Led by the Director of Nursing, a standard operating procedure was drawn up.  This meant not only changes to our normal procedures from referral to discharge but also the added considerations to unexpected issues such as footwear, aerosol generating procedures, identification, additional training for staff and safeguarding measures for people at their most vulnerable time.  This was unchartered territory for us as well as the external parties who were involved.  Never the less, this was reviewed by all stakeholders across the city and unanimously approved.

Following on from this we had to look at what help we needed and what help was available.  Well, the help was there in abundance. We had clinical and operational input from Clair Priestley, the Modern Matron for Community Response Services in Manchester.  This meant we had a direct line to access a range of community services which only maximised the rehabilitation potential for those using the service.  Clair’s contacts coupled with her ‘no limits’ approach meant any barriers to care provision were immediately wiped out. This opened doors to a plethora services that were previously inaccessible to a nursing home but evidently were of great benefit to those using the service.   We also had expert clinicians from the Go to Docs service, led by Sharon Collins, Clinical Lead, who provided ongoing support and management of those who were acutely unwell and requiring intervention.  It was clear that this team were invested in the welfare of those using the service and demonstrated innovation in healthcare by using various technological platforms and mediums to ensure the outcomes for those they were looking after was the overriding driver as well as prioritising safety. The quick turnaround of people on the unit was not something we were used to at Moston.  This meant that adaptations were needed to our systems for medicines management and we had to ensure that clinical governance and the welfare of those on the unit was paramount.  This is where Brett came in.  Brett Finch, Project Lead for the Medicines Optimisation in Care Homes stepped up to take charge of this and developed his own custom tailored Standard Operating Procedure which significantly promoted a person centred approach to medication management.  It had clear protocols which factored in safety measures and checking to ensure that medication was reconciled and reviewed.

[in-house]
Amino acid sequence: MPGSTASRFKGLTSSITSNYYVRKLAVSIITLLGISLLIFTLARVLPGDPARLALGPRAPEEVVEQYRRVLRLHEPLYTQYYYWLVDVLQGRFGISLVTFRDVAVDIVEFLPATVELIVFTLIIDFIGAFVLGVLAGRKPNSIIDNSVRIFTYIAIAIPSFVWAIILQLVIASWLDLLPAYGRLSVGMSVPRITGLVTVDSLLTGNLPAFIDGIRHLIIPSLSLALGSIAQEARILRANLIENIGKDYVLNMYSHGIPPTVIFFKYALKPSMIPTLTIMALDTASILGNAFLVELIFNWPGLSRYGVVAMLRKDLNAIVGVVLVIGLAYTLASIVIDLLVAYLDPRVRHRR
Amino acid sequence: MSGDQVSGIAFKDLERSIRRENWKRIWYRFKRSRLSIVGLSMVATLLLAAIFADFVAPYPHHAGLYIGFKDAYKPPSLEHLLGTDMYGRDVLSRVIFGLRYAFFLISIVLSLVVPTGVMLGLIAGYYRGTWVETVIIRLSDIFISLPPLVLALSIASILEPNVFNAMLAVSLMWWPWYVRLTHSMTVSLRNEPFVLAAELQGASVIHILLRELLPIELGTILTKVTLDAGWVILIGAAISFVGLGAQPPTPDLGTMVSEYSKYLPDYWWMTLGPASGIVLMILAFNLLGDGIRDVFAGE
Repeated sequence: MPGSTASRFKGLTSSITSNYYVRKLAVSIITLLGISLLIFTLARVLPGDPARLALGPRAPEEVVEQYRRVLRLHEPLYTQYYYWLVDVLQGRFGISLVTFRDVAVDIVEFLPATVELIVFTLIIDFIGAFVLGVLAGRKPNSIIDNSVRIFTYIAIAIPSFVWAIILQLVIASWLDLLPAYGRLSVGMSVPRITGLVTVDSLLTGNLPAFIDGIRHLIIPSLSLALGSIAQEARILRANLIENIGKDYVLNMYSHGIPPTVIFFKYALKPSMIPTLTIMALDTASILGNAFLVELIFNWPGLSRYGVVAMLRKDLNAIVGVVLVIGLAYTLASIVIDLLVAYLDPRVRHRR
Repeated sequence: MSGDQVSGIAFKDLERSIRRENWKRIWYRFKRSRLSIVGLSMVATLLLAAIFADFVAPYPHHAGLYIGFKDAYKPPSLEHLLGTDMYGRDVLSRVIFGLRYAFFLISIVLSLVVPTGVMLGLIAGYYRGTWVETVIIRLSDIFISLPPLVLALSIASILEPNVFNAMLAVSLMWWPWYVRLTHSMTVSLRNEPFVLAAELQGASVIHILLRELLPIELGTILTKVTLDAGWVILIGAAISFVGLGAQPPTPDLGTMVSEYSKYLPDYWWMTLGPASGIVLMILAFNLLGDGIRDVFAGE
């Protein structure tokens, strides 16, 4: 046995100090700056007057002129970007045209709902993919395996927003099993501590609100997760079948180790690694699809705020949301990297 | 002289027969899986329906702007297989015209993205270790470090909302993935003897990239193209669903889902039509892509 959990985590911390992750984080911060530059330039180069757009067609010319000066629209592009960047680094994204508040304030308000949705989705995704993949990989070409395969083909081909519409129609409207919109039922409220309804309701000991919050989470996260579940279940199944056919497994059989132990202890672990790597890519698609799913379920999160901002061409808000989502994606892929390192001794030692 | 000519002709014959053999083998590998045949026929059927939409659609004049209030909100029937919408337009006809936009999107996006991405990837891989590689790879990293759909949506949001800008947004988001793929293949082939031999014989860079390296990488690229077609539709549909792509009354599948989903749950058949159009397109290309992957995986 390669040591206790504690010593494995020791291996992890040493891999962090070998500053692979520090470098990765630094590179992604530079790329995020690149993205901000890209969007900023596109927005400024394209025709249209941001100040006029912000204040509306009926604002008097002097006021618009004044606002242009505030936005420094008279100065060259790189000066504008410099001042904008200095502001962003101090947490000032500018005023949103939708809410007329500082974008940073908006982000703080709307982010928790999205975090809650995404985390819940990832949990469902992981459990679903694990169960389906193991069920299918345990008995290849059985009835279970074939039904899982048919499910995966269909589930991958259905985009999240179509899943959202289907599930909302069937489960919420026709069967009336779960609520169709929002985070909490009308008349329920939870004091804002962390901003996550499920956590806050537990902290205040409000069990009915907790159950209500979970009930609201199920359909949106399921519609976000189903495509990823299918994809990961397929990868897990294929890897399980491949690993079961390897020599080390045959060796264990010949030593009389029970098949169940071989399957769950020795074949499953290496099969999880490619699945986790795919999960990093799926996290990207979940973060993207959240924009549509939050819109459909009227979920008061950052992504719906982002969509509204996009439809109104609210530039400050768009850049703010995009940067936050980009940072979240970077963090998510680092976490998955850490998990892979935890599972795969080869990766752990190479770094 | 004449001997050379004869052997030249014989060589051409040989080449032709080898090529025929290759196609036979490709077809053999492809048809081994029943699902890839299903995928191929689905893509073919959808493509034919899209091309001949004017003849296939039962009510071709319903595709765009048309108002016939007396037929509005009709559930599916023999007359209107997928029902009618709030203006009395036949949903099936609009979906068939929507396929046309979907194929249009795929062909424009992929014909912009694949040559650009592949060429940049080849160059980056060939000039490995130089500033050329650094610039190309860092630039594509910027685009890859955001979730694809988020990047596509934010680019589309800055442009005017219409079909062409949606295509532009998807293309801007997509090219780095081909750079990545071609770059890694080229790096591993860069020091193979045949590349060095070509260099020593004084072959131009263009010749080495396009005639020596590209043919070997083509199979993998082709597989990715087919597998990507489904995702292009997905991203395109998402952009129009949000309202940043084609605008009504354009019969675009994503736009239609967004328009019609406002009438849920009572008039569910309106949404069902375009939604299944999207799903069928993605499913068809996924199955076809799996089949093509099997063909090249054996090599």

Equipment and PPE was the next hurdle to cross.  This was done in collaboration with our normal suppliers and Manchester City Council.  There had been a national shortage for obvious reasons and sourcing this had proved difficult.  Our suppliers were briefed on our upcoming venture and were moved by the notion to the point where they advised we had been identified as a key client, meaning they would make every effort to meet the demand and supply all we needed to safely execute our plan.  It is safe to say that they went above and beyond by being creative with deadlines on placing next day delivery orders and members of their sales team dropping off equipment on their way home to ensure we never ran short of things we needed.

We have profited from a wealth expertise from our external partners but also the determination and resilience of our own staff team which truly resulted in a recipe for success with this venture.  We have been honoured to learn about and navigate through the pandemic and challenges that this has brought to us as a small healthcare service provider but also to do it in conjunction with the larger care organisations such as the NHS, MLCO and MHCC.  We have benefited from this experience and are proud to have been part of a project which led to significant positive outcomes for individuals and loved ones of those who used The Florence Unit.